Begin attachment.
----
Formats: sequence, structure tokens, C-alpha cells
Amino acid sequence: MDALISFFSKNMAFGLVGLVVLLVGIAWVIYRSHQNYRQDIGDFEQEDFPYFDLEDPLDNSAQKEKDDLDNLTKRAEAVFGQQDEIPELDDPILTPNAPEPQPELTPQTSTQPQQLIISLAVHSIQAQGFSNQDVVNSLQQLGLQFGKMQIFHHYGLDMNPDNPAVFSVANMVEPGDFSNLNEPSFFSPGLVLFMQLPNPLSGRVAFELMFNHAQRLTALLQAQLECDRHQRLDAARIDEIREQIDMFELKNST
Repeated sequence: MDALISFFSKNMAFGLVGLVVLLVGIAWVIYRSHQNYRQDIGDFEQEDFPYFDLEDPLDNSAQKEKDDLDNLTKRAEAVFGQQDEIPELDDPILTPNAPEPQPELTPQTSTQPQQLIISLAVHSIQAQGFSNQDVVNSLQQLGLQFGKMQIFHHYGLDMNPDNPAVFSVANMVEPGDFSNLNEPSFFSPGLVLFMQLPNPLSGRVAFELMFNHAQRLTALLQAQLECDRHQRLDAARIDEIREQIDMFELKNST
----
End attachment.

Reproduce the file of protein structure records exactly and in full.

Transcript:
Formats: sequence, structure tokens, C-alpha cells
Amino acid sequence: MDALISFFSKNMAFGLVGLVVLLVGIAWVIYRSHQNYRQDIGDFEQEDFPYFDLEDPLDNSAQKEKDDLDNLTKRAEAVFGQQDEIPELDDPILTPNAPEPQPELTPQTSTQPQQLIISLAVHSIQAQGFSNQDVVNSLQQLGLQFGKMQIFHHYGLDMNPDNPAVFSVANMVEPGDFSNLNEPSFFSPGLVLFMQLPNPLSGRVAFELMFNHAQRLTALLQAQLECDRHQRLDAARIDEIREQIDMFELKNST
Repeated sequence: MDALISFFSKNMAFGLVGLVVLLVGIAWVIYRSHQNYRQDIGDFEQEDFPYFDLEDPLDNSAQKEKDDLDNLTKRAEAVFGQQDEIPELDDPILTPNAPEPQPELTPQTSTQPQQLIISLAVHSIQAQGFSNQDVVNSLQQLGLQFGKMQIFHHYGLDMNPDNPAVFSVANMVEPGDFSNLNEPSFFSPGLVLFMQLPNPLSGRVAFELMFNHAQRLTALLQAQLECDRHQRLDAARIDEIREQIDMFELKNST